I first came across the "no functional equivalents" doctrine in the Appellant's brief for a mechanical case, Ex parte Konstant. One of the claim elements at issue in Konstant was a "flange ... with the entire upper width that defines an upper support for at least one cross bar." Citing to a dictionary, the Examiner asserted that a flange was "a projection used for strength or attachment," then asserted that "the 'steps' or 'lips' of [the reference] perform this function." The Appellant cited Suzuki v. Richardson for the proposition "for anticipation, 'almost' is not enough; there is no such thing as 'anticipation by equivalents'."
I thought it was an interesting argument, though the Board in Konstant didn't mention the doctrine and instead reversed on other grounds. (Namely, it's improper for Examiner to rely on the same structure to disclose two separate claimed elements; see my Ex parte Konstant post here).
I was excited to see the BPAI using what seems to be the same "no functional equivalents" doctrine in Ex parte Kershaw. I found out about this decision on the Florida Patent Lawyer blog. You should read Mike Terry's post (here) for the details, but here's my take on it. The Appellant claimed a memory management unit, and the Board found that the Examiner's reliance on software components that perform memory management was misplaced since the claimed unit was a structure (i.e., hardware):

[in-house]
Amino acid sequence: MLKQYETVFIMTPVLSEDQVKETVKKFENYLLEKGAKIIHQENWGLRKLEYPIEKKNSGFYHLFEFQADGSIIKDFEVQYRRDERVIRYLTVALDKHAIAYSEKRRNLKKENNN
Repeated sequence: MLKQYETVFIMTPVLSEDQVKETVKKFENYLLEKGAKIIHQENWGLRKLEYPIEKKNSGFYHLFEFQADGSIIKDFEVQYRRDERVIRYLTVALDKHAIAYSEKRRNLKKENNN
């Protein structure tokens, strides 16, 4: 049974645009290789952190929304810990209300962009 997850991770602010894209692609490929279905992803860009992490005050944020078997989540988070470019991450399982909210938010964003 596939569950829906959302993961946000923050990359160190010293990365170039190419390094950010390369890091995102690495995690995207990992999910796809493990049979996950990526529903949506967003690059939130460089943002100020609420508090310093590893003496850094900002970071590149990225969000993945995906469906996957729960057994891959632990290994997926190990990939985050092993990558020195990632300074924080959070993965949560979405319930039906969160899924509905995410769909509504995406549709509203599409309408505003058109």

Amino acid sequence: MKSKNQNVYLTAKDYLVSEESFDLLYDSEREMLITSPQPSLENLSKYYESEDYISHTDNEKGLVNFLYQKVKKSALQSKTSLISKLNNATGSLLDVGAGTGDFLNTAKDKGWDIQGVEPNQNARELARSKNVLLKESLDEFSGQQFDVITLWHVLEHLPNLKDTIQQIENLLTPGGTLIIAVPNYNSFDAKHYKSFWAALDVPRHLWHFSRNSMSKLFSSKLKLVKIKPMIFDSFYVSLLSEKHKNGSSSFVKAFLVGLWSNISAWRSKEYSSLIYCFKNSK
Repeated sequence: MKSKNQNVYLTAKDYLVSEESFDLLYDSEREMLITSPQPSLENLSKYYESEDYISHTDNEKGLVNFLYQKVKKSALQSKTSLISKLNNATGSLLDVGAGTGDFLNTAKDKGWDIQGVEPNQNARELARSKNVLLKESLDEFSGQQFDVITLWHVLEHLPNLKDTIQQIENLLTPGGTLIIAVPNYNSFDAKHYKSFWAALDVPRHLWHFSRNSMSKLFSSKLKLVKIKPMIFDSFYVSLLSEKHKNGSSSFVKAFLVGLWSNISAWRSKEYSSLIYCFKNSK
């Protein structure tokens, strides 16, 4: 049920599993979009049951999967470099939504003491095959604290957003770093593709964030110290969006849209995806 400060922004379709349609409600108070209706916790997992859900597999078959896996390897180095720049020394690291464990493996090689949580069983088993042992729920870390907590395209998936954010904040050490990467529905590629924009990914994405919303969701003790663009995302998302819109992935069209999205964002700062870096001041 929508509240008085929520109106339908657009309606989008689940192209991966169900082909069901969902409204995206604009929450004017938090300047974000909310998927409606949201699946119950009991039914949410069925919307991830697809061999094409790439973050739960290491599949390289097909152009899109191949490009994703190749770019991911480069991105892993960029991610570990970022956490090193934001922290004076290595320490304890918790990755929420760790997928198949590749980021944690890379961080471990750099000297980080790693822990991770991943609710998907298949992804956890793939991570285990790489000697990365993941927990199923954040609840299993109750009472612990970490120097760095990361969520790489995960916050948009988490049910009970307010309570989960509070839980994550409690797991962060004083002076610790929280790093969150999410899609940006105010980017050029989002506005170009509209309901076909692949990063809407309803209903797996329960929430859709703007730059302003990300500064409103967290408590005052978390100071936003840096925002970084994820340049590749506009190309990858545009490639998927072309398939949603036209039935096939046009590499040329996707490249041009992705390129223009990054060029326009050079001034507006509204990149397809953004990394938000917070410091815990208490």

[T]he Examiner appears to be relying on certain memory management function performed by various software components in Ledebohm (e.g., Driver Program 136, and/or Resource Manager 138). (See FF2.) We agree that Ledebohm is directed to performing management functions. However, we note that functional equivalence is not enough to show anticipation of a structural component (such as the claimed memory management unit). See In re Ruskin, 347 F.2d 843, 846 (CCPA 1965) (“the functional equivalent is not enough to be a full anticipation of the specific device claimed by appellant.”)While most of the applications I work on involve a lot of function rather than structure, when I do have a structural element I'm definitely going to watch out for an opportunity to apply In re Ruskin.
(Ex parte Kershaw, p. 8.)